How to Grow Figs

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Days to germination: Figs are started from seedlings
Days to harvest: Two years
Light requirements: Full sun
Water requirements: Adequate, even dry during the summer
Soil: Well-drained
Container: There are dwarf varieties for containers


Figs are a Mediterranean fruit, and can only be grown in very earm areas such as zones 7 through 11. A potted tree that can be sheltered during the winter may even survive as cold as zone 4b. Their large leaves make figs excellent shade trees and they are very attractive in any yard.

Many people are familiar with dried figs, but they are more delicious when eaten whole and fresh. Either way, they are extremely high in fiber as well as potassium and manganese.

Starting Your Tree

Figs are self-fertile, meaning they will produce a healthy crop of fruit even if you only have one tree. If you do plant several, keep them at least 10 feet apart. As for total space, the average fig tree will be around 15 to 20 feet tall and their canopy usually spreads out wider than that. They will severely shade anything around them, so plan your location accordingly.

Choose the sunniest spot you can for your fig tree and keep it well away from any underground fixtures like septic systems or pipes. Figs have very tough roots that will damage anything underground near the tree.

Do your planting in early spring, and cut the tops of the seedling back after planting to minimize stress on the roots. If your seedling has a large root ball to start with, this may not be necessary. When you dig the hole, set the seedling about 2 inches deeper in the soil than it was originally. Mix a little compost in with the soil, and water well.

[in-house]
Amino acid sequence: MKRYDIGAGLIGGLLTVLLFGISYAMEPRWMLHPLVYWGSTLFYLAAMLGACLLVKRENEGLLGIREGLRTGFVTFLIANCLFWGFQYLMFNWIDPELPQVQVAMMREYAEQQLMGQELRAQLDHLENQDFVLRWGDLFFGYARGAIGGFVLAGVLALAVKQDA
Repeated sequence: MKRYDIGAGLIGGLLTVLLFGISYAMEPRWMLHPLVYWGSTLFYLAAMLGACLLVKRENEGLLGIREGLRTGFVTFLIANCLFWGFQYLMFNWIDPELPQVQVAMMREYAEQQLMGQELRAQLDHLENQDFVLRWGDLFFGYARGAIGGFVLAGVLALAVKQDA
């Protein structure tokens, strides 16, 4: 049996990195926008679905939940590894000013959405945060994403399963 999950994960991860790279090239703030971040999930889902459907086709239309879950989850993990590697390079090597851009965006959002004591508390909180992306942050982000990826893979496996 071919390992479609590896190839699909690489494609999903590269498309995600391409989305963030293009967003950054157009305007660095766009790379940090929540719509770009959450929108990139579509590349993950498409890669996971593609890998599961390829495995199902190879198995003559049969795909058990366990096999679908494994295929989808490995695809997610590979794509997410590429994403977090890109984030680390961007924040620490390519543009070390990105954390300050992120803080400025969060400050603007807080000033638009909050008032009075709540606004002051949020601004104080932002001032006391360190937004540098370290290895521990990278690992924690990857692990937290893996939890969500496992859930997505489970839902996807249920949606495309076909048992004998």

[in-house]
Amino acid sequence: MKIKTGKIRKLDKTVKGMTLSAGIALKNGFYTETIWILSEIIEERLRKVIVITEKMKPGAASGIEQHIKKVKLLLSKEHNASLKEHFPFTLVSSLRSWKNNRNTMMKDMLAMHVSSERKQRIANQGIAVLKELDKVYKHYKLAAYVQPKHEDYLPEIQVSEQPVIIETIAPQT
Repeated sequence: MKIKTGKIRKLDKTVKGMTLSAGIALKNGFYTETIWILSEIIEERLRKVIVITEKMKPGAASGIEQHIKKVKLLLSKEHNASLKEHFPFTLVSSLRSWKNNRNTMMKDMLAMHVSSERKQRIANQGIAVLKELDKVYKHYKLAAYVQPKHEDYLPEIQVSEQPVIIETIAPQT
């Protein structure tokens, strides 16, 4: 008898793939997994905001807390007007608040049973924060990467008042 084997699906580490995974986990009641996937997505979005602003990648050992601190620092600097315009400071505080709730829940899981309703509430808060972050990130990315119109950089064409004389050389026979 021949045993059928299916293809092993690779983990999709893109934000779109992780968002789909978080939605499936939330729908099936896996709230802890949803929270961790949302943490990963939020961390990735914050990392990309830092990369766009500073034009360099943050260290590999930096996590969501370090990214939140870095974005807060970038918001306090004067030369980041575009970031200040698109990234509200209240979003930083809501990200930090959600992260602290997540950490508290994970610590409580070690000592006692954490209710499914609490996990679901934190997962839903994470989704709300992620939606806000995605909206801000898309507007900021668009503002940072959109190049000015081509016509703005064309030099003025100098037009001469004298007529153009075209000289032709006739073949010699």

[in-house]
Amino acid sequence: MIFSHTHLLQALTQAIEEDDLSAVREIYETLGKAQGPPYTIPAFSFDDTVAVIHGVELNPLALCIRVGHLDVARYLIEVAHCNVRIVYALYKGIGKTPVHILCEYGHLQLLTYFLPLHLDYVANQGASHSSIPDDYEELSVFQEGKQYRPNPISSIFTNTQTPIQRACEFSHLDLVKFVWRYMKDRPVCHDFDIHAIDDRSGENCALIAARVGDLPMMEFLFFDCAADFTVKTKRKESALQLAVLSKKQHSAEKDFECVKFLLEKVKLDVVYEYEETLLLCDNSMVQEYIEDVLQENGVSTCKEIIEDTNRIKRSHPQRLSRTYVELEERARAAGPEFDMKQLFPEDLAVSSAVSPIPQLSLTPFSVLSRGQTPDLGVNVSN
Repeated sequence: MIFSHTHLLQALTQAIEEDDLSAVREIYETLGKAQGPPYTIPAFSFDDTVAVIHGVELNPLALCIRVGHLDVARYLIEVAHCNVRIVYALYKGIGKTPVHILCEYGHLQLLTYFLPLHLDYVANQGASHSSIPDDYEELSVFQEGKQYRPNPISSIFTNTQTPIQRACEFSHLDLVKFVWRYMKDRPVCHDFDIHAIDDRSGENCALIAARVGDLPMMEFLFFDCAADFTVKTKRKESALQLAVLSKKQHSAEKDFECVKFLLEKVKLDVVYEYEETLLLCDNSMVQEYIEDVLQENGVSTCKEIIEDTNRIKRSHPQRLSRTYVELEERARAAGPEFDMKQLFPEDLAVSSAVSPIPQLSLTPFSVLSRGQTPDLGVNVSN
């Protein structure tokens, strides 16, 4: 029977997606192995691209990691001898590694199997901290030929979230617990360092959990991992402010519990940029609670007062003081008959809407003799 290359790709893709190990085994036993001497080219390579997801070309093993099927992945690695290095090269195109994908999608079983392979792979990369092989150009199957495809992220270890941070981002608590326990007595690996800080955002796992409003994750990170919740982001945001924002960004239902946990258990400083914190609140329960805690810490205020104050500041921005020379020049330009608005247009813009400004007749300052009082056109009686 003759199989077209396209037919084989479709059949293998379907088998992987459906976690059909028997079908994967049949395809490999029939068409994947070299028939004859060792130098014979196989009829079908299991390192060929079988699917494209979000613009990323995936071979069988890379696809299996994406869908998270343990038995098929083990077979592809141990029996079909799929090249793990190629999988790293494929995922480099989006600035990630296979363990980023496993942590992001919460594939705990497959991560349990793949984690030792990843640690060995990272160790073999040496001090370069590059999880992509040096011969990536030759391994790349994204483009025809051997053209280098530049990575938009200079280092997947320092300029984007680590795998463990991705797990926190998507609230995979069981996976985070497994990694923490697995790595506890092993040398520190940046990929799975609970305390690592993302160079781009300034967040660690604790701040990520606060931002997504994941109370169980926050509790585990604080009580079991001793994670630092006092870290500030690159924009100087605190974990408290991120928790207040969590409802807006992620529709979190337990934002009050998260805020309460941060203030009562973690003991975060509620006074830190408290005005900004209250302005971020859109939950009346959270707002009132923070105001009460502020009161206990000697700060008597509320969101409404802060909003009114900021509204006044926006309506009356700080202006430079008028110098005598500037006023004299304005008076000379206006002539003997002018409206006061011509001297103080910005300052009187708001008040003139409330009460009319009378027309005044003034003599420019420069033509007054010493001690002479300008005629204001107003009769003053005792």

Tree Care

Figs are different from most other fruits, in that they do better in dry weather when they are producing fruit. If your trees are watered too much during the summer, you will have weak-tasting fruit at harvest time. You can always cut back on your own watering but the rain is out of your control. Regions that get heavy rains in the summer are not great for growing figs.

That doesn’t mean you should let your trees get parched either. A long dry spell should still prompt you to water your trees once every 2 weeks. If the leaves start to yellow, it needs water.

Pruning is not a real issue when growing figs. Look for dead branches, and occasionally trim the central branches down to keep the tree short.

Feeding with fertilizer each year is very helpful, and a low-nitrogen mix is best so that your tree doesn’t get overly leafy (and low on fruit). Each spring, you can give your trees a generous sprinkling of lime to help in fruit production.


There are varieties of dwarf fig that make great container plants, and allow you to grow figs in areas that would otherwise be too cold for this tropical fruit. A potted fig tree can be moved to a sheltered location during the winter, even indoors. If you do bring your plants right indoors, it will still need lots of light during the day to thrive until next spring.

You can look for figs like Violette de Bordeaux or Lattarulla. Even with a dwarf, you will need a pot that is about 3 feet across and 2 feet or more deep. Give your tree a feeding each year with a low-nitrogen fertilizer. A little pruning can keep it small but it’s not that necessary.

Pests and Diseases

Nematodes (microscopic roundworms) are one of the biggest threats to fig trees, and they are unfortunately hard to get rid of once they become a problem. They live underground, and attack the roots causing large swellings or knots. If you have nematodes, your tree will start to wilt and drop leaves for no visible reason.

Your first step is prevention when you buy your fig seedling. Take the plant out of its pot and take a good look at the roots. Wash off a little soil if necessary. If you see any knots in the roots, do not buy the plant.